There can be little doubt that dealing with employees suffering the disease of addiction is a challenge for human resources professionals. That challenge becomes greater when the employee raises the addiction as an excuse for engaging in misconduct.
The B.C. Court of Appeal has recently dealt with a case in which an admitted alcoholic was fired for theft. His union raised the existence of the addiction, and its alleged relation to the theft, as a basis for claiming the employer had a duty to accommodate.
Gooding was a supervisor in a liquor store owned by B.C.’s Liquor Distribution Branch. He had been stealing stock from the store over as much as a two year period of time. He was confronted by his employer and admitted, for the first time, that he was an alcoholic.
He was fired from his job and his union, the B.C. Government and Service Employees’ Union, grieved. The labour arbitrator originally upheld the termination but, upon appeal to the B.C. Labour Relations Board, the matter was directed back to the arbitrator for reconsideration.
The second time around, the labour arbitrator determined that the employer’s action was discriminatory because Gooding’s disability was a factor in the thefts. Gooding was reinstated to his employment and awarded seven years’ back pay.
That decision was appealed and, in overturning the reinstatement, B.C.’s Court of Appeal began by considering the objective of B.C.’s Human Rights Code. That objective is to ensure that people are judged as individuals rather than on the basis of preconceptions about groups to which they belong.
The Court questioned the degree to which Gooding’s disability played a role in his employer’s decision to terminate his employment. It found “no suggestion that Mr. Gooding’s alcohol dependency played any role in the employer’s decision to terminate him. He was terminated, like any other employee would have been on the same facts, for theft.”
The Court commented that “the fact that alcohol dependent persons may demonstrate deterioration in ethical or moral behaviour, and may have a greater temptation to steal alcohol from their workplace if exposed to it, does not permit an inference that the employer’s conduct in terminating the employee was based on or influenced by his alcohol dependency.”
The Court concluded that it could “find no suggestion in the evidence that Mr. Gooding’s termination was arbitrary and based on preconceived ideas concerning his alcohol dependency. It was based on misconduct that rose to the level of crime. That his conduct may have been influenced by his alcohol dependency is irrelevant if that admitted dependency played no part in the employer’s decision to terminate his employment…”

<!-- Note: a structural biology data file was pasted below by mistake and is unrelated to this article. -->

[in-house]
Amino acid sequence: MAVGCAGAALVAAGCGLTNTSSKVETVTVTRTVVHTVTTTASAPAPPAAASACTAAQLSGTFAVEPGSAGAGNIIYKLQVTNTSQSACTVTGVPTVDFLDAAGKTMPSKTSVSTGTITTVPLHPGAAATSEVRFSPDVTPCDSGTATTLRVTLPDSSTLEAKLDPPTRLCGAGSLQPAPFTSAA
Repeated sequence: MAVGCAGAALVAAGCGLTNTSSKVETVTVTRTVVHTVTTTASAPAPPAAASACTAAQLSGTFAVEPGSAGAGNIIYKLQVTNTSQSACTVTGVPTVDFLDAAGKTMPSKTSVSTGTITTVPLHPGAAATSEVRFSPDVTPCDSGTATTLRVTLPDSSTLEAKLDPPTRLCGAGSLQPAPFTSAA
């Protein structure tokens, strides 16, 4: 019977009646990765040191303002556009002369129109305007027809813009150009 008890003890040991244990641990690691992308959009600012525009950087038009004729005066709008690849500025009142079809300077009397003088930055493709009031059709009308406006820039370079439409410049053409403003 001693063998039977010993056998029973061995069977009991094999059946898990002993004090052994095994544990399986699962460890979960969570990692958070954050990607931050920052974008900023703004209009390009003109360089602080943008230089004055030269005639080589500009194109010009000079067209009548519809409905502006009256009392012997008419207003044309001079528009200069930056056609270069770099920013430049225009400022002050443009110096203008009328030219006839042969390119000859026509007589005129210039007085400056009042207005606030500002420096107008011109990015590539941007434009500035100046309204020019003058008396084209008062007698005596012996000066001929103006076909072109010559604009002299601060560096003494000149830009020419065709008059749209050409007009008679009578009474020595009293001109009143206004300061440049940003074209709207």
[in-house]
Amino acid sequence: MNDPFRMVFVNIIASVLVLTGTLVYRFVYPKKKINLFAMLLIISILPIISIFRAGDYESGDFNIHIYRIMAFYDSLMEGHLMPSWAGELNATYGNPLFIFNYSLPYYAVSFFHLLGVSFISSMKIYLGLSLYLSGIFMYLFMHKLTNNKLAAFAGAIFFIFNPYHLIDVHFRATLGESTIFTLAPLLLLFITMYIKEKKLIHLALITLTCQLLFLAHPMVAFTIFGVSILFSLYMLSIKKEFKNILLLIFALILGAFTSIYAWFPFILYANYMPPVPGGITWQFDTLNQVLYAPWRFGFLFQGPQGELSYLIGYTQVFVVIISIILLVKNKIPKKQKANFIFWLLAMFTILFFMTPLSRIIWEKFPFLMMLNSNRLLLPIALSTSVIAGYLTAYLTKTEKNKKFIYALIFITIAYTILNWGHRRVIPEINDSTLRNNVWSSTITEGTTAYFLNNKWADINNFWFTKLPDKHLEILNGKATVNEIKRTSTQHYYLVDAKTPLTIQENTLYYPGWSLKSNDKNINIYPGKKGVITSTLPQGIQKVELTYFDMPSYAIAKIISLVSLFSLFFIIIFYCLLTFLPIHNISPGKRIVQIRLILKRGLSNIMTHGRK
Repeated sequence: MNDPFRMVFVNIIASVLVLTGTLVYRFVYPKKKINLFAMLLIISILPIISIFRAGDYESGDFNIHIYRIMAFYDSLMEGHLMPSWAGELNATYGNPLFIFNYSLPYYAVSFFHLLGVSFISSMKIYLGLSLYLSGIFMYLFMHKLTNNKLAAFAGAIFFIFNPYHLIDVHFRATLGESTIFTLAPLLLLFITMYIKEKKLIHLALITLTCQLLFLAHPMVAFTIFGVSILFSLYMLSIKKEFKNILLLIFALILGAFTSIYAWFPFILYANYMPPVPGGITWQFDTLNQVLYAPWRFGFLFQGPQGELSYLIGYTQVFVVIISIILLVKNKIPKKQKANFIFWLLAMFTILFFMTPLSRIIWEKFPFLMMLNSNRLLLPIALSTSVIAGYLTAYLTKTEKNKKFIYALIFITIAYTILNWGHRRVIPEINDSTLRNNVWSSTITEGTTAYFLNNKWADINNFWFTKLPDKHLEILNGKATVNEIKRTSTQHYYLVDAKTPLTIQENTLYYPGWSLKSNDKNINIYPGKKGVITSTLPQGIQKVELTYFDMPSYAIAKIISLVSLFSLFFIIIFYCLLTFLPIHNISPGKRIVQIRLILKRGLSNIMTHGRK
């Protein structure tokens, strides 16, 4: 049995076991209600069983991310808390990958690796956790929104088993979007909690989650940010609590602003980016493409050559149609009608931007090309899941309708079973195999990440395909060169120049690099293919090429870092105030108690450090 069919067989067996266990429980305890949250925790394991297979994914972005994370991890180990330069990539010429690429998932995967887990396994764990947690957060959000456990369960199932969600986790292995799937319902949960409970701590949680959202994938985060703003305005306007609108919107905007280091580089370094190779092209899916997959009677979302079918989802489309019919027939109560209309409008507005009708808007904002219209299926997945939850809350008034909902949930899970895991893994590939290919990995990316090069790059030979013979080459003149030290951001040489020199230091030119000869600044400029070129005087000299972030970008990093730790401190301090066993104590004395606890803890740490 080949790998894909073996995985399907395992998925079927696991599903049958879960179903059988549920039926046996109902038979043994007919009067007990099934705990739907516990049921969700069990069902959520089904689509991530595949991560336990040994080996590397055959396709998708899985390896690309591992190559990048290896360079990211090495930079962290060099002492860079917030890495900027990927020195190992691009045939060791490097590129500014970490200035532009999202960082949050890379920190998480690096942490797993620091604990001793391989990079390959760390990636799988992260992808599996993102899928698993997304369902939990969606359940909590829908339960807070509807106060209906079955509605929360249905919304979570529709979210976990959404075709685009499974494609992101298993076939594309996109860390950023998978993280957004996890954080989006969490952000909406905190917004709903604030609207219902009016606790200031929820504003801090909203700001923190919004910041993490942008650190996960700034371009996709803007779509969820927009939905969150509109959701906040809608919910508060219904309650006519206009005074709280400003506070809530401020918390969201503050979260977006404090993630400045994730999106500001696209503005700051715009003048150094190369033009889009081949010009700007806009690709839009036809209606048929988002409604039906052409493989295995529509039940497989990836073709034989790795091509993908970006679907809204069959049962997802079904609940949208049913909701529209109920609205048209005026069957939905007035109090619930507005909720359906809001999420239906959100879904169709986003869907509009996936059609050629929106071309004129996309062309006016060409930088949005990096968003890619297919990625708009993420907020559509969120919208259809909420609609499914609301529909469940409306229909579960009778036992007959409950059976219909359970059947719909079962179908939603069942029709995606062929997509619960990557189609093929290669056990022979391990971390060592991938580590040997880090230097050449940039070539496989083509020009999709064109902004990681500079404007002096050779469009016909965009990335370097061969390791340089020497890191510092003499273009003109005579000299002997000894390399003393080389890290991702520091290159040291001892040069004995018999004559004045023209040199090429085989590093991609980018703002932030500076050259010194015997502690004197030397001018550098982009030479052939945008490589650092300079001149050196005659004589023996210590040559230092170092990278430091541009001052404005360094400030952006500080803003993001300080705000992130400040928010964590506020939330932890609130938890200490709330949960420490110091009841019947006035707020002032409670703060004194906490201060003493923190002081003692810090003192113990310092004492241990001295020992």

Employers will applaud this decision by B.C.’s Court of Appeal because it gives voice to their view that the existence of an addiction isn’t always a relevant fact. It emphasizes that what is relevant is whether the existence of the addiction was a factor in the employer’s decision to dismiss the employee.
While, on its face, the outcome (in taking into account whether the employer intended to discriminate) may be desirable, opponents would say it just opens the door to all employers to claim their actions weren’t motivated by the employee’s disability. By focusing on the intentions of the employer, the Court seems to have disregarded the extent to which the disability may have motivated Gooding’s misconduct.
It is questionable whether the Court of Appeal’s reasoning will stand up to the scrutiny of the Supreme Court of Canada. Whether the union will pursue an appeal to our highest court remains to be seen. For the moment, this decision represents the law of the land – as it relates to addiction in the workplace - in British Columbia.
Robert Smithson is a partner at Pushor Mitchell LLP in Kelowna practicing exclusively in the area of labour and employment law. For more information about his practice, log on to http://www.pushormitchell.com/.